12. ANOTHER THING not taken into account is the fact that during takeoff, power is GRADUALLY increased to maximum … you don't just slam a jet engine into max thrust … that's a good way to destroy an engine. ALSO, the faster an aircraft travels on the ground, the more lift is generated, which means there's less weight (and friction) on the wheels, which means that ACCELERATION IS INCREASING for the ENTIRE takeoff run, and these calculations are therefore WRONG!.

  13. The thing this guy DOESN'T take into account is AIR DENSITY. COLD air is more dense than HOT air, and therefore provides MORE LIFT. Conversely, Warm or HOT air provides LESS lift. So the required runway length will CHANGE … DEPENDING UPON WEATHER CONDITIONS.
    The Youtube clip here -> /watch?v=hxeKmiFudFg shows an A380 taking off from Nunavut, Canada (VERY COLD AIR) from an 8600 ft (~2650m) runway with over 1000 ft of runway still available at liftoff.

  14. an a380 is larger than a 747. Its the biggest passenger plane in the world.. but ur right he must be using numbers that state the plane is at maximum takeoff weight because there are some runways bearly pushing 10,000 feet that 747 and a380 takeoff/land all the time

  15. Can sumone just sum up what he meant when he drew the average velocity on the graph and showed it took the same distance or something.. i was a bit confused there?? is the average velocity just bang in the middle of graph?

  16. Or, s=displacement or length of runway needed, u=initial velocity, t=time, a=acceleration: s=ut + 1/2(at^2): s=0 + 1/2(1 x 78^2) = 3042m

  17. OH GET A GIRL FRIEND! ,……………….who cares! and when u do get a girlfriend dont start talking this shit! CAUSE SHE IS GONNA RUN!

  18. @Omnilegence
    i don't think mentioning something that's more interesting then a airbus or at least useful in the exciting careers of forensics or astrology makes it a not pointless piece of knowledge for general use ,I am probably missing out on useful information in the career in airbus landing calculating tho?

  19. @AtomFA You are just too stupid.

    1. You have a picture of an Inquisitor from Warhammer 40K as your portrait, do you play Warhammer 40K? If so please explain the practical value of it, seeing as your what-I-assume-is-an objection to the video implies the feel the need for things to take interest in to have practical value.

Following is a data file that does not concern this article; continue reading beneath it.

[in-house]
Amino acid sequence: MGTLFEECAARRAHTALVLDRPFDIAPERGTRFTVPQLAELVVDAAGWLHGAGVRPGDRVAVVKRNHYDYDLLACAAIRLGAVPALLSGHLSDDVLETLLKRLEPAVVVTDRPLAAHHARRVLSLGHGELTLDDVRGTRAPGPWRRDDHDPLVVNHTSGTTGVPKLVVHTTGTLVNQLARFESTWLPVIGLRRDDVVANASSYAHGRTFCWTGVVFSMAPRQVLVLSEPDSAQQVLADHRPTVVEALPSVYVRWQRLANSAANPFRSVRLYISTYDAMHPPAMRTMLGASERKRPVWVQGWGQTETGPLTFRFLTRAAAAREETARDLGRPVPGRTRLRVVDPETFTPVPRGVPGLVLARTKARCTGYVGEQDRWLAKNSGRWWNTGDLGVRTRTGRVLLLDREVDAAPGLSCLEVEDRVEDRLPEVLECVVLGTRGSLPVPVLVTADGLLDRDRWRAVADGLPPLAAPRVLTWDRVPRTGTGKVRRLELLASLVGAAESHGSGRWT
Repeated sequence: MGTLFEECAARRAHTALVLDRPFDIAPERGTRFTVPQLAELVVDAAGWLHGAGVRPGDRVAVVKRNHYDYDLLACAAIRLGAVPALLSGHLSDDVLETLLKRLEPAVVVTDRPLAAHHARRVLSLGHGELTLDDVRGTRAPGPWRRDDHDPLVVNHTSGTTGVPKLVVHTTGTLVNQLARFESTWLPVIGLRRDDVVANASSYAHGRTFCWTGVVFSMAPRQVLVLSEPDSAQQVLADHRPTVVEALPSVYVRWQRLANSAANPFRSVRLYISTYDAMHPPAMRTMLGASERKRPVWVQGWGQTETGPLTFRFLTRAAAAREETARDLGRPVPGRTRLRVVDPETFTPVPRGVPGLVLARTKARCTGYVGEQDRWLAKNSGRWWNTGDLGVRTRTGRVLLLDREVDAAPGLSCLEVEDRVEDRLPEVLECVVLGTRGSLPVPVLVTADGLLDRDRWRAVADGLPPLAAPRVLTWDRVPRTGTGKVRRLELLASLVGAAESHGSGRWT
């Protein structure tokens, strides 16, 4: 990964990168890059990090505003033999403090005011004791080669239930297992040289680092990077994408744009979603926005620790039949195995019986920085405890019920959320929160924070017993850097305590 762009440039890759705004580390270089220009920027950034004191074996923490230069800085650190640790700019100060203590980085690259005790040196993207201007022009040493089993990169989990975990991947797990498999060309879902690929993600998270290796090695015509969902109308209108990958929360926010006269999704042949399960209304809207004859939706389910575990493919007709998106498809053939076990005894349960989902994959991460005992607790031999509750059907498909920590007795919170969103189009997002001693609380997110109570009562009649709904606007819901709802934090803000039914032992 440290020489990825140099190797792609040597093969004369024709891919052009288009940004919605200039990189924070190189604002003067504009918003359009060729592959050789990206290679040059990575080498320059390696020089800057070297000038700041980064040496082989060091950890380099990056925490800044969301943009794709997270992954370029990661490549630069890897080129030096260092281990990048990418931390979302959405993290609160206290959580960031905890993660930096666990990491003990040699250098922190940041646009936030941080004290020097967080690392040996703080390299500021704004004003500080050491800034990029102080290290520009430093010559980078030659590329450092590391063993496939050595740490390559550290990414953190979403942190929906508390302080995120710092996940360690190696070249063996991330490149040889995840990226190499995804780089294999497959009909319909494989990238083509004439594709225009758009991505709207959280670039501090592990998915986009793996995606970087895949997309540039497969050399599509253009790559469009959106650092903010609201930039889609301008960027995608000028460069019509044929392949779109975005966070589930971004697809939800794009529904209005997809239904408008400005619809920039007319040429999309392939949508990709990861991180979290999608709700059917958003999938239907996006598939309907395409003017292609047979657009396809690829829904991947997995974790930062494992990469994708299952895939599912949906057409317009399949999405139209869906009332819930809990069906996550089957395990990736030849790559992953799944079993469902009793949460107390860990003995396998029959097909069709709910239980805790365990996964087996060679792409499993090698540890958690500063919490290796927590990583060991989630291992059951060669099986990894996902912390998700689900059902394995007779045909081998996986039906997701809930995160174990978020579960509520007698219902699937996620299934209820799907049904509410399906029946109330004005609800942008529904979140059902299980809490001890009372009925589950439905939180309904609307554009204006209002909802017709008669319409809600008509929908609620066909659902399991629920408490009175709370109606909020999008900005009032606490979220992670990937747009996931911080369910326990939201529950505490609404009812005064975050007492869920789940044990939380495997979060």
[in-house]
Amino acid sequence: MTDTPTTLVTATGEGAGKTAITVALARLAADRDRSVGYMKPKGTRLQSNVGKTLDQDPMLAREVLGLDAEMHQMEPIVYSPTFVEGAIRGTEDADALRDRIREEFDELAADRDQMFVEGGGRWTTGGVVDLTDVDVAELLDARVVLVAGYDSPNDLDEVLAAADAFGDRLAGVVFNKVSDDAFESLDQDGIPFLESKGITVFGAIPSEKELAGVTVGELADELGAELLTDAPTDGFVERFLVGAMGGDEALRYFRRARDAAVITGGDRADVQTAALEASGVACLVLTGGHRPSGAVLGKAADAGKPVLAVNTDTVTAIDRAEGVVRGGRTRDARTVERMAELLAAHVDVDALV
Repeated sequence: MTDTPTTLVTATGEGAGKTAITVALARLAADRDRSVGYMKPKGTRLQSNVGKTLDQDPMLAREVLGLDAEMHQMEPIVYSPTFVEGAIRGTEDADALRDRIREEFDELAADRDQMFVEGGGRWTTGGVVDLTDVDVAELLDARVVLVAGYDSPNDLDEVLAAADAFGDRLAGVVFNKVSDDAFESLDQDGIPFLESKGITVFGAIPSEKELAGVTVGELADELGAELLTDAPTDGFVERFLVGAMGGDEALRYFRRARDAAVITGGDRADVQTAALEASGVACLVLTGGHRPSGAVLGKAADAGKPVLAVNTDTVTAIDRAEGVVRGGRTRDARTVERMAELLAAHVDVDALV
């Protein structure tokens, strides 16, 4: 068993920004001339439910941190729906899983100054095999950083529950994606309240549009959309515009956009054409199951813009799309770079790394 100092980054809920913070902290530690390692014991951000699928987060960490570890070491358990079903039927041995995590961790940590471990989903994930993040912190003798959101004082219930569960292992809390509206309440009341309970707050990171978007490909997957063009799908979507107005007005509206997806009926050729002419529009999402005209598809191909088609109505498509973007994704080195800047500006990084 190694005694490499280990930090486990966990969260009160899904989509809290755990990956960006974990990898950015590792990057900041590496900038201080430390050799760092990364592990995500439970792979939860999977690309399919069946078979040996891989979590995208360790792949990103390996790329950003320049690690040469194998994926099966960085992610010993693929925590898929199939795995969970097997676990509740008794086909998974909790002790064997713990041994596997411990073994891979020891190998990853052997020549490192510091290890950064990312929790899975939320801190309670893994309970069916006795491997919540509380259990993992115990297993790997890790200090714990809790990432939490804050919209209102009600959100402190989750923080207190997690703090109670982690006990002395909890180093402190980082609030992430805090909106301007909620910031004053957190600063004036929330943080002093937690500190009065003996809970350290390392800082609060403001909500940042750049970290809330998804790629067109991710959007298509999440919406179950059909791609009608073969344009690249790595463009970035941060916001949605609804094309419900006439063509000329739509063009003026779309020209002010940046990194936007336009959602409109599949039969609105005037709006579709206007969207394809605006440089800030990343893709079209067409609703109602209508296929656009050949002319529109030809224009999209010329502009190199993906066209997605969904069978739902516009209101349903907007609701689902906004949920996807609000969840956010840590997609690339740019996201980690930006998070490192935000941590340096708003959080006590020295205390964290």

2. Calculating the runway length is a practical application, understanding how things move is of course practical. Foresics(blood splattering patterns), planetary orbits,…

  20. @AtomFA Hahahaha, I bet you thought that was going to sound like a clever little pedantic comment. This wasn't a demonstration of knowledge, this video was a walkthrough of a practical application of his knowledge of kinematics.

  21. Yeah, It doesn't take into account changing mass due to burning fuel, Friction, Drag, etc.
    It's a good place to start though. Thanks Sal!

  22. @oadekore as you said take-off distance depends on weight. but in this problem since velocity and acceleration are already give(assuming pilot calculated according to the weight of the craft) this becomes a simple kinematics problem.(note that he assumed at 280km/hr the aircraft will take off !! )

  23. The minimum distance for an A380 to takeoff is not as straight forward as you've portrayed in your calculations. the minimum distance for an A380 to take-off depends on weight/mass, which was never mentioned in your calculations. The lighter the weight the shorter the minimum distance to take off. An A380 computes the weight & then computes the minimum take off distance & the thrust input required.Without weight,your calculations would actually be catastrophic